Quantcast
Environmental News for a Healthier Planet and Life

Help Support EcoWatch

Global Frackdown 2 Calls for a Worldwide Ban on Hydraulic Fracturing

Energy
Global Frackdown 2 Calls for a Worldwide Ban on Hydraulic Fracturing

On Oct. 19, people from around the world will unite for a day of action to protest fracking. A project of Food & Water Watch, the second annual Global Frackdown will bring thousands of people together that are calling for an international ban on fracking. 

Filmmaker Josh Fox calls on concerned citizens around the world to join together for the Global Frackdown event in the video below.

According to Global Frackdown, the anti-fracking movement has grown exponentially since the event last year, which included 200 community actions in more than 20 countries. Accomplishments include:

  • Passing more than 336 measures against fracking, wastewater injection and frac-sand mining in communities across the U.S.
  • Passing a moratorium on fracking in the Delaware River Basin Commission
  • Banning fracking in Longmont, CO
  • Passing an indefinite moratorium on fracking in Vermont
  • Upholding bans on fracking in Bulgaria and France, despite intensive pressure from industry
  • Pushing for moratoria in multiple regions in Europe
  • Obtaining local referenda on fracking in Romania, which rejected fracking by more than 90 percent
  • Pushing for a ban on fracking in areas for drinking water provision in Germany
  • Passing moratoria on fracking in the Netherlands and the Czech Republic
  • Organizing to oppose fracking in communities in Argentina, Tunisia, Algeria, Morocco and Egypt
  • Spurring the introduction of new laws for assessing unconventional gas impacts in Australia
  • Delaying fracking in South Africa and the Republic of Ireland
  • Forcing the European Union to start analyzing the risks of fracking in Europe
  • Persuading 262 Members of the European Parliament—more than one-third—to vote in favor of an immediate moratorium on shale gas

According to Global Frackdown, the fossil fuel industry is working hard to protect its profits and drown out demand for clean energy, while grassroots organizations around the world are working even harder to raise awareness and protect precious global resources from fracking.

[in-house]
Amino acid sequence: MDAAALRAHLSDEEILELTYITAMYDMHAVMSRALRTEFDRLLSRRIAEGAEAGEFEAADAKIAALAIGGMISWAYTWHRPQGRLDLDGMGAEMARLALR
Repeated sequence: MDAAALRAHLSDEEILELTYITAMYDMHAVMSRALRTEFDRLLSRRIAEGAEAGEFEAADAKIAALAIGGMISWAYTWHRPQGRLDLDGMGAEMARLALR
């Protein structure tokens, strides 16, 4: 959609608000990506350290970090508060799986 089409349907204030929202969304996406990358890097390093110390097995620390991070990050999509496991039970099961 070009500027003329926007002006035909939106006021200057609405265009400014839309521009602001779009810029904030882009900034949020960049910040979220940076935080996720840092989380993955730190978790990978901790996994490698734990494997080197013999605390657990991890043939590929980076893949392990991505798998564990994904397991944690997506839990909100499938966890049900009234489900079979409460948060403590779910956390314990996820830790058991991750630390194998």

Visit EcoWatch’s FRACKING page for more related news on this topic.

——–

Colette Pichon Battle, attorney, founder, and executive director of the Gulf Coast Center for Law & Policy. Colette Pichon Battle

By Karen L. Smith-Janssen

Colette Pichon Battle gave a December 2019 TEDWomen Talk on the stark realities of climate change displacement, and people took notice. The video racked up a million views in about two weeks. The attorney, founder, and executive director of the Gulf Coast Center for Law & Policy (GCCLP) advocates for climate justice in communities of color. Confronted with evidence showing how her own South Louisiana coastal home of Bayou Liberty will be lost to flooding in coming years, the 2019 Obama Fellow dedicates herself to helping others still reeling from the impacts of Katrina face the heavy toll that climate change has taken—and will take—on their lives and homelands. Her work focuses on strengthening multiracial coalitions, advocating for federal, state, and local disaster mitigation measures, and redirecting resources toward Black communities across the Gulf South.

Read More Show Less

EcoWatch Daily Newsletter

A palm tree plantation in Malaysia. Yann Arthus-Bertrand / Getty Images Plus

Between 2000 and 2013, Earth lost an area of undisturbed ecosystems roughly the size of Mexico.

Read More Show Less

Trending

A home burns during the Bobcat Fire in Juniper Hills, California on September 18, 2020. Kyle Grillot / AFP/ Getty Images

By Stuart Braun

"These are not just wildfires, they are climate fires," Jay Inslee, Governor of Washington State, said as he stood amid the charred remains of the town of Malden west of Seattle earlier this month. "This is not an act of God," he added. "This has happened because we have changed the climate of the state of Washington in dramatic ways."

Read More Show Less
A new report from Oxfam found that the wealthiest one percent of the world produced a carbon footprint that was more than double that of the bottom 50 percent of the world. PickPik

A new report from Oxfam found that the wealthiest one percent of the world produced a carbon footprint that was more than double that of the bottom 50 percent of the world, The Guardian reported. The study examined 25 years of carbon dioxide emissions and wealth inequality from 1990 to 2015.

Read More Show Less
The label of one of the recalled thyroid medications. FDA

If you are taking medication for an underactive thyroid, check your prescription.

Read More Show Less

Support Ecowatch